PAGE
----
Lexington Books / Fortress Academic
Trim: 6⅜ x 9
978-1-9787-0795-5 • Hardback • June 2020 • $95.00 • (£73.00)
978-1-9787-0796-2 • eBook • July 2020 • $45.00 • (£35.00)
Juli Gittinger (PhD Religious Studies, McGill University) is a lecturer and program coordinator for religion at Georgia College.
Shayna Sheinfeld (PhD Religious Studies, McGill University) is honorary research scholar at the Sheffield Institute of Interdisciplinary Biblical Studies (SIIBS), University of Sheffield.
Chapter 1 Consuming Westworld: Facilitating the Robotics and AI Discussion through Science Fiction
Chapter 2 Techno-Transcendence and Artificial Rapture
Chapter 3 For the Rest of Time They Heard the Drum
Chapter 4 A Comparative Inquiry into the Real
Kristin Johnston Largen
Chapter 5 Will Robots Too Be in the Image of God? Artificial Consciousness and Imago Dei in Westworld
Chapter 6 On Idolatry and Empathy: An Orthodox Christian Response to the Victimization Fantasies of Westworld
David K. Goodin
Chapter 7 Rethinking the Maze: Africana Religions, Somatic Memory, and the Journey to Consciousness
Chapter 8 Exile, the Remnant, and a Promised Land without a God
Kevin J. Wetmore, Jr.
Chapter 9 “And behold, a black horse”: Heaven, Hell, and Biblical Eschatology in Westworld
As the editors of this fascinating book note, we are living in a golden age of “television.” Based on their work and the work of their contributors, I would add that we are also living in a golden age of scholarship examining the relationship between religion and popular culture. This book addresses a myriad of issues raised by that relationship in Westworld, including apocalypticism, AI, embodiness, ethics, rape, scripture, technology, theology, trauma, violence, and more in an illuminating exploration of one of the most thought-provoking series in recent memory.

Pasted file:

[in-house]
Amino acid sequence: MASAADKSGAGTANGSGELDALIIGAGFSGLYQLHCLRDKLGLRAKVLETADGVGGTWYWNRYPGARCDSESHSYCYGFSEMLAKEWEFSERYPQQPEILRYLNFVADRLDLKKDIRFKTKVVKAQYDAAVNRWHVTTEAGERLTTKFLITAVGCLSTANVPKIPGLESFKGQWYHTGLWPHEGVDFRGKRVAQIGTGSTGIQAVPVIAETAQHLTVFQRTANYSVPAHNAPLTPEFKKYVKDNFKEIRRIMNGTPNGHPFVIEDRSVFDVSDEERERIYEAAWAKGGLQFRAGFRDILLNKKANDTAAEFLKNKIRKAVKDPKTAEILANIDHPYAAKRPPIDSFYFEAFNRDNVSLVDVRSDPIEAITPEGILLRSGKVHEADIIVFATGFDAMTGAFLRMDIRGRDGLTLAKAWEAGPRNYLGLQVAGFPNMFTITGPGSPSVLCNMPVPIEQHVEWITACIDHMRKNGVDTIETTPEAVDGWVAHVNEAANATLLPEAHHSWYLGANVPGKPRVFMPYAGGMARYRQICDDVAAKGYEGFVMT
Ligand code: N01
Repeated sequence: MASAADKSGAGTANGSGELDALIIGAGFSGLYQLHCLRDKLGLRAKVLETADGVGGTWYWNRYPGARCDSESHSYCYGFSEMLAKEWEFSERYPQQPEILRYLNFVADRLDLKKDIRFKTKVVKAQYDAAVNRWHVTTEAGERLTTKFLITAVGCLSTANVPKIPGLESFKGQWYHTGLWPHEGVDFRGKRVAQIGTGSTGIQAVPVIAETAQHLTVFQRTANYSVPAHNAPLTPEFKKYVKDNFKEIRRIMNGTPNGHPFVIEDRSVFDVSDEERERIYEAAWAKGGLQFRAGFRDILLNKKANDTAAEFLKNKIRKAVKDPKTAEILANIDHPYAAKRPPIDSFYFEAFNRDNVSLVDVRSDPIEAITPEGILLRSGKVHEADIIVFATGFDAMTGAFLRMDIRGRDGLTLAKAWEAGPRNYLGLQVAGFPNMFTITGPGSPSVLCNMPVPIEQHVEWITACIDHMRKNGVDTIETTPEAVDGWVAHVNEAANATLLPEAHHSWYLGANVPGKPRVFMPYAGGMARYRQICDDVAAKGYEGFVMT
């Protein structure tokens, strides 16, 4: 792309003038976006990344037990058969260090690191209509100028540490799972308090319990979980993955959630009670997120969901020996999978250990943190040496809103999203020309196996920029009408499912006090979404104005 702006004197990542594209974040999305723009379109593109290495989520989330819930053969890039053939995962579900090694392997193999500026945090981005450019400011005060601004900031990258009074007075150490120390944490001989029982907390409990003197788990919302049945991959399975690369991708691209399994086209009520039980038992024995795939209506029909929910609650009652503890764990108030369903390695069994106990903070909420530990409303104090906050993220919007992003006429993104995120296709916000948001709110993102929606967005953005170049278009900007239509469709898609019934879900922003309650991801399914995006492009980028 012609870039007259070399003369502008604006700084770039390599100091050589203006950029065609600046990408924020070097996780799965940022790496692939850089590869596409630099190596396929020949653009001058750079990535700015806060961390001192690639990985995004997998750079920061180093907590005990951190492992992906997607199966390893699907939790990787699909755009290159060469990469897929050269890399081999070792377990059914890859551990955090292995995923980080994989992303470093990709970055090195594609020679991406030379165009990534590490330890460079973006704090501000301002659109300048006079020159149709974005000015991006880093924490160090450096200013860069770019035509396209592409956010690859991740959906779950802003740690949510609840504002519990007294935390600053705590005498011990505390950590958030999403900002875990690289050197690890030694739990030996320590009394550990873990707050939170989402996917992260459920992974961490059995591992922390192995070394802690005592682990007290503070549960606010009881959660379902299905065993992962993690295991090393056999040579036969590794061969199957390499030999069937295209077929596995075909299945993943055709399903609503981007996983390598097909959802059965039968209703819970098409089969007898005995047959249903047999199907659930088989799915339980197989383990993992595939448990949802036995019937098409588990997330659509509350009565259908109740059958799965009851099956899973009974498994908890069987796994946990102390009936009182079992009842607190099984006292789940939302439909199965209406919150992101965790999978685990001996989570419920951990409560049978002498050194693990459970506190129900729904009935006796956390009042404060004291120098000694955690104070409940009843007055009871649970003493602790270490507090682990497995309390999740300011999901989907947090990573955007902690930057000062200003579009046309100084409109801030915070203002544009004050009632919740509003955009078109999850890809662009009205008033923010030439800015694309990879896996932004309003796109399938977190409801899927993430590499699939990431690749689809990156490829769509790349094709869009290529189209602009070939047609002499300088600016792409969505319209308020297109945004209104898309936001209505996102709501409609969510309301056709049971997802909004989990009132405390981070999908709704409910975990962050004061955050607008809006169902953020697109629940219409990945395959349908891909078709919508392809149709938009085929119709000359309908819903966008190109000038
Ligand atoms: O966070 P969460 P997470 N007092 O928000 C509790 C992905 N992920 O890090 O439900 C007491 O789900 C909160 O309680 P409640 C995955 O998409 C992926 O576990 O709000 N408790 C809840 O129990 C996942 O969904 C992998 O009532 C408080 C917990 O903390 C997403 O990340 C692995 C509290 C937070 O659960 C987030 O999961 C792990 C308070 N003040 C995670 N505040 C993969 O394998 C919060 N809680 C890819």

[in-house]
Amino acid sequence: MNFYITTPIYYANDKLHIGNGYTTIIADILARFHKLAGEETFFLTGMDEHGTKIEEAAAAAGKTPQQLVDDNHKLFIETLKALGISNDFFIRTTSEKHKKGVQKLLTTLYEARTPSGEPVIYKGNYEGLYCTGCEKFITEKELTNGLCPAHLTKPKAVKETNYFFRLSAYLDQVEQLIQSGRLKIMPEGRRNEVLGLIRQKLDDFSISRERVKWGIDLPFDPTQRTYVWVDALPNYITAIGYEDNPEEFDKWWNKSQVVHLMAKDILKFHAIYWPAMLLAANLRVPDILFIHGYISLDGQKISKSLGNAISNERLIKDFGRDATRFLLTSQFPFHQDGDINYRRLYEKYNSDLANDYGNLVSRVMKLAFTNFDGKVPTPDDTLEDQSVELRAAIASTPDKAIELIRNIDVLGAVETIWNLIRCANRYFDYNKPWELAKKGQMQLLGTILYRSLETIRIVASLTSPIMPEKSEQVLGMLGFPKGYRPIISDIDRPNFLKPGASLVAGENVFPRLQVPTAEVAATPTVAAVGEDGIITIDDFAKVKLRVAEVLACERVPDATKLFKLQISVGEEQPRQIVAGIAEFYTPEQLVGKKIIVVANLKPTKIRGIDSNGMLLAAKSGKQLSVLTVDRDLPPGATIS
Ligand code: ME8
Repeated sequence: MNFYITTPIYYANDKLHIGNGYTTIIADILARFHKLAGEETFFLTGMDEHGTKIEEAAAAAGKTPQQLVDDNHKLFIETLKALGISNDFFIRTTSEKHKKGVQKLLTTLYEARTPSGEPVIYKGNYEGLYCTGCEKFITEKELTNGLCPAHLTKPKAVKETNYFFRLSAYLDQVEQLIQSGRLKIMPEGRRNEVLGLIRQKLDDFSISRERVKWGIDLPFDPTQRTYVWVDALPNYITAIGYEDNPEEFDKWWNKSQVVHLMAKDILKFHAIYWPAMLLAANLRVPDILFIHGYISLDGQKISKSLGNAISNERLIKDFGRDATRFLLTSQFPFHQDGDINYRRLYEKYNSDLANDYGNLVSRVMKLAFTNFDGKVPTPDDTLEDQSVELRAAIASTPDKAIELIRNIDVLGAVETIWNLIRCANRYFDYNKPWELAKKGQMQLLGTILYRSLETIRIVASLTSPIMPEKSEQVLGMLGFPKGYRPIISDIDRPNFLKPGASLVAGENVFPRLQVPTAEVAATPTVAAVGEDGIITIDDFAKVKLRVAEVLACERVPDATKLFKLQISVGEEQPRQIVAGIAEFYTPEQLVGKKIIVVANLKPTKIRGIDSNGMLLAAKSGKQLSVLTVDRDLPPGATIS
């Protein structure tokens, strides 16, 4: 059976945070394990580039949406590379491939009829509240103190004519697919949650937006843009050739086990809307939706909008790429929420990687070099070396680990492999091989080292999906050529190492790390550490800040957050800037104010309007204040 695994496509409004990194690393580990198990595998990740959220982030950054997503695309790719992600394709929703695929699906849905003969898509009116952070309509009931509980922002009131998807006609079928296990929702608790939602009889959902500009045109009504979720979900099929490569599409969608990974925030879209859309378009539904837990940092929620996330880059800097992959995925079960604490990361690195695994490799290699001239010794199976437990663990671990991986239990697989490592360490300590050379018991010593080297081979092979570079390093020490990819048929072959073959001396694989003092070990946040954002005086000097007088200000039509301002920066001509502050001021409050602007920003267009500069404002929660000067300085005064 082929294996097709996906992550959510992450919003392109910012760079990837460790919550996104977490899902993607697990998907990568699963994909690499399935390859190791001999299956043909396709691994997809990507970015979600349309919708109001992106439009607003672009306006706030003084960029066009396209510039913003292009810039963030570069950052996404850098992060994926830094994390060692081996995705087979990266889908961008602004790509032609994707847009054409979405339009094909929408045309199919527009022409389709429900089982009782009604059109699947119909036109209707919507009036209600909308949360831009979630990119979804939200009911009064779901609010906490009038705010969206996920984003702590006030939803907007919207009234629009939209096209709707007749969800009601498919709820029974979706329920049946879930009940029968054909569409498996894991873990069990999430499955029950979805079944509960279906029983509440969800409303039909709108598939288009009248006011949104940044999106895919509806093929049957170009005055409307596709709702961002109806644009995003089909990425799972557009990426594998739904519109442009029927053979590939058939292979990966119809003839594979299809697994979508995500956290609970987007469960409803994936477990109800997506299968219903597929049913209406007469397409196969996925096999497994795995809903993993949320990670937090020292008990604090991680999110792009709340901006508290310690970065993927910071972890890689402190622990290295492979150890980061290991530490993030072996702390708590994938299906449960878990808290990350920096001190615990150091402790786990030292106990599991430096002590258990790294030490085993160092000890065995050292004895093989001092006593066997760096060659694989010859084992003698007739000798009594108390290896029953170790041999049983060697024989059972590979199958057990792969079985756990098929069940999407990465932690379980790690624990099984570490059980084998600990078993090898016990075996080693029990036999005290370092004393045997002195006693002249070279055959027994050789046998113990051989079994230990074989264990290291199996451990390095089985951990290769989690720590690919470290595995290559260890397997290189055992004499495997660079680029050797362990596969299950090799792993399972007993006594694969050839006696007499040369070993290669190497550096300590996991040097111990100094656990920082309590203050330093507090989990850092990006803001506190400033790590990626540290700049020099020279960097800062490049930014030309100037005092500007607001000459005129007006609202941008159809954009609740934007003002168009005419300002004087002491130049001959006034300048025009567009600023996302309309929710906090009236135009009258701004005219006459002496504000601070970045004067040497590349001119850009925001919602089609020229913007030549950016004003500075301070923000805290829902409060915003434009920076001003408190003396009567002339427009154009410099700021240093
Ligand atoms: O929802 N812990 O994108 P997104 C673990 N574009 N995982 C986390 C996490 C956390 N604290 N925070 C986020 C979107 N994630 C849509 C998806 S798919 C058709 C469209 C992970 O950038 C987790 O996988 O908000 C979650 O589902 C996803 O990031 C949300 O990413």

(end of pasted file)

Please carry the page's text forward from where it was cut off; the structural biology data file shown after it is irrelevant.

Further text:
— Dan W. Clanton Jr., Doane University
Theology and Westworld tackles the big questions raised by the ideas of artificial intelligence, artificial life, and creation given dramatic life by the television series. Accessible to both people of faith and to those of none, this book is a valuable addition to the scholarly conversation. The volume considers how we imagine ourselves as the creators of artificial progeny, as well as how our own humanity might be disturbed by such a creation and our debt to it. An array of excellent scholars have brought their diverse perspectives to the philosophical, ethical, and social implications of our dreams of other worlds that are filled with other beings in servitude to our ‘violent delights’.
— Beth Singler, Cambridge University